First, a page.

The processing system 32 also has a watermark encoder 42 to watermark individual images. A watermark is an array of bits generated using known cryptographic techniques and embedded into a digital image, without affecting the appearance of the image. The watermark encoder 42 receives the hash value X, and computes a watermark based, in part, on the hash value X and a secret W. The watermark encoder 42 encodes the watermark into the original image I to produce a watermarked image I′. The system 32 may store the watermarked image I′ in the image storage 30 and/or passed to the distribution server 34 for distribution over the network 24 to the client 26.

An advantage of computing the watermark based on the hash value X is that it adds security on a per image basis. Normally, a single watermark based on the watermark secret Wis globally applied to all images in the storage 30. In contrast, image hash unit creates separate and distinct hash values X for each of the images. The watermark encoder 42 then uses these values in conjunction with the watermark secret W to effectively produce unique secrets for each individual image. Thus, even if the watermark secret is discovered, the attacker still needs the hash value of each image to successfully attack the image. As a result, the system is resistant to BORE (Break Once, Run Everywhere) attacks, thereby providing additional safeguards to the images.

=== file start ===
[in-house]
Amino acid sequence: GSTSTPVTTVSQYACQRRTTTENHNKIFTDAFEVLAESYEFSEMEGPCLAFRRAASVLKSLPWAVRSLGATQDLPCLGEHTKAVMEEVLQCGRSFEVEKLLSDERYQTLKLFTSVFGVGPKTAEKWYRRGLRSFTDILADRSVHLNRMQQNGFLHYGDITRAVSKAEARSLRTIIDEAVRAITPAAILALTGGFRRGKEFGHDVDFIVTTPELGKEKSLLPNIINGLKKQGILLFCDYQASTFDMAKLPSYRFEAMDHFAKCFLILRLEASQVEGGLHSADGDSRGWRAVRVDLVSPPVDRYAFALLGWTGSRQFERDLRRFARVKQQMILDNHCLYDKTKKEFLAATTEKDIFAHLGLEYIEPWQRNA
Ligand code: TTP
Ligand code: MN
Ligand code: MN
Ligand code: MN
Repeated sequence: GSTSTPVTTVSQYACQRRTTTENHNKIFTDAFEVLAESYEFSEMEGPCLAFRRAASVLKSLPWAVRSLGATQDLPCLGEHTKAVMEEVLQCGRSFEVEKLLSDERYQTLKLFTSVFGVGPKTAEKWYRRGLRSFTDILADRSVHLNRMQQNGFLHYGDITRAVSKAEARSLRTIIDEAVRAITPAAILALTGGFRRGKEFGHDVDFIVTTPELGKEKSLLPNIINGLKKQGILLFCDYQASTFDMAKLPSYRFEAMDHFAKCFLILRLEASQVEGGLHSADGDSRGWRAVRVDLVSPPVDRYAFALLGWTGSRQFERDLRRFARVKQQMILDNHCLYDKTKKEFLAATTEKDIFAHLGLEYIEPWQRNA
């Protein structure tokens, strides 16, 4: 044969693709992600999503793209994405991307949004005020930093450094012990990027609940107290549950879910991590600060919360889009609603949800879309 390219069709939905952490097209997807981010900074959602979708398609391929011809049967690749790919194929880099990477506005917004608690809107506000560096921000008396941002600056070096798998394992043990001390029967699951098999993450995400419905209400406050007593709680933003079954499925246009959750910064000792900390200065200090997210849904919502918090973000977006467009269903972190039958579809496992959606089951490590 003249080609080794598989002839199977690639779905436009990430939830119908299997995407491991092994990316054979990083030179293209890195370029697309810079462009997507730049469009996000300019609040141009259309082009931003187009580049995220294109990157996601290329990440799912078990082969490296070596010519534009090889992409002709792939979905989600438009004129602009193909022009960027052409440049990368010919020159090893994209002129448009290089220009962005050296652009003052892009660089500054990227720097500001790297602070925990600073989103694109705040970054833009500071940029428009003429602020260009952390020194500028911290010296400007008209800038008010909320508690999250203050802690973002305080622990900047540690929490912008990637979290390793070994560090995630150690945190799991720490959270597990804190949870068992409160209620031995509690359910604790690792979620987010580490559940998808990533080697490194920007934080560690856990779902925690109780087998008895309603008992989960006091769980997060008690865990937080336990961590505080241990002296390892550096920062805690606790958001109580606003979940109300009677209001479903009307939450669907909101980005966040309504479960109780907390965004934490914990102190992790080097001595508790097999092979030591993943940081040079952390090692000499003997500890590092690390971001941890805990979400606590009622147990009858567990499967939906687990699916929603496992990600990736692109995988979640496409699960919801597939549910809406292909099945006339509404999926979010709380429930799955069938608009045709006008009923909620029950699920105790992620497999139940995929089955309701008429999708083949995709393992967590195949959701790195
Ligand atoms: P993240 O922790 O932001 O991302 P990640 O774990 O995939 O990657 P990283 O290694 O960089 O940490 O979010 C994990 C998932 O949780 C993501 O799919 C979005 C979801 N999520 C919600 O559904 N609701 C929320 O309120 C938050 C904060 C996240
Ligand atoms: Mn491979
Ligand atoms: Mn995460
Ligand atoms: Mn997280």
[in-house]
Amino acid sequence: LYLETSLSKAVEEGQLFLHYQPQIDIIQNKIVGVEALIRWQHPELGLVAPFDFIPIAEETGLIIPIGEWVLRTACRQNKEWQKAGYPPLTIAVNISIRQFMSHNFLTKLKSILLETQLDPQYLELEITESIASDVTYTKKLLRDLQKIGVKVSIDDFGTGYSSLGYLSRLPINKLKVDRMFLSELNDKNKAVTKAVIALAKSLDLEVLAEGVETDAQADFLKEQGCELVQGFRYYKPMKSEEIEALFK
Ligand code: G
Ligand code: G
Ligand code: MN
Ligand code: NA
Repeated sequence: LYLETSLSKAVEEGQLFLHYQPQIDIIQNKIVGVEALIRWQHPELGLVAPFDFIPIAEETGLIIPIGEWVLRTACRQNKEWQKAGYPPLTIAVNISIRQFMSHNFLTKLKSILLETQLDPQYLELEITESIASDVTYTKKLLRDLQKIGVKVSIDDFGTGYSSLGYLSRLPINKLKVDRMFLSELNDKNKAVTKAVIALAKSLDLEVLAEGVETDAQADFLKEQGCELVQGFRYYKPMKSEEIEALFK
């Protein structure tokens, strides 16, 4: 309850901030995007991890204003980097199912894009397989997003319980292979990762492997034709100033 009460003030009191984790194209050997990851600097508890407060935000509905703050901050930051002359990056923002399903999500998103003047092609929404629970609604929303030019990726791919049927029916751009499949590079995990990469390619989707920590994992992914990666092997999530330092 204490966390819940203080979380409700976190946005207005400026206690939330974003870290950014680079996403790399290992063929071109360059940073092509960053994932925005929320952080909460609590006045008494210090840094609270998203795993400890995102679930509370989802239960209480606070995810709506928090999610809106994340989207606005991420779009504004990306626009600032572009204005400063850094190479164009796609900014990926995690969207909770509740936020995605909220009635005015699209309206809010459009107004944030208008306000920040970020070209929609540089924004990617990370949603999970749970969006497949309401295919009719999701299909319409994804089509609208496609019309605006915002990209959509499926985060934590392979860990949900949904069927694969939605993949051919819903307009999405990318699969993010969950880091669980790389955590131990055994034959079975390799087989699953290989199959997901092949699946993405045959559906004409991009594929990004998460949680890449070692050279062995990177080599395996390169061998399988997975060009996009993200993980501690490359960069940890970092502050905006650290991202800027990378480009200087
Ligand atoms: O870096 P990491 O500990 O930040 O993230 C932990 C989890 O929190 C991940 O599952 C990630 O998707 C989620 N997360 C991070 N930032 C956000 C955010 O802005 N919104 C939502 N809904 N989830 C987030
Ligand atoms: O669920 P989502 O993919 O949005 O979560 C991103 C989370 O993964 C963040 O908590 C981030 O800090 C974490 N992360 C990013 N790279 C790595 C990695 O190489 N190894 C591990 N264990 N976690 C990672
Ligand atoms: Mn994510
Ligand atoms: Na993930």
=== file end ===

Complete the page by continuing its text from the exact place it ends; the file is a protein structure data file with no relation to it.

It is noted that the image hashing unit 40 and watermark encoder 42 may be implemented in software or firmware. These components may be constructed as part of a processing system, incorporated into other applications or an operating system, or formed as separate standalone modules. The content producer/provider 22 may be implemented in many ways, including as one or more server computers configured to store, process, and distribute digital images.

The client 26 is equipped with a processor 50, a memory 52, and one or more media output devices 54. The processor 50 runs various tools to process the digital images, such as tools to decompress the images, decrypt the date, and/or apply controls (size, rotation, etc.). The memory 52 stores an operating system 56, such as a Windows brand operating system from Microsoft Corporation, which executes on the processor. The client 26 may be embodied in a many different ways, including a computer, a handheld entertainment device, a set-top box, a television, and so forth.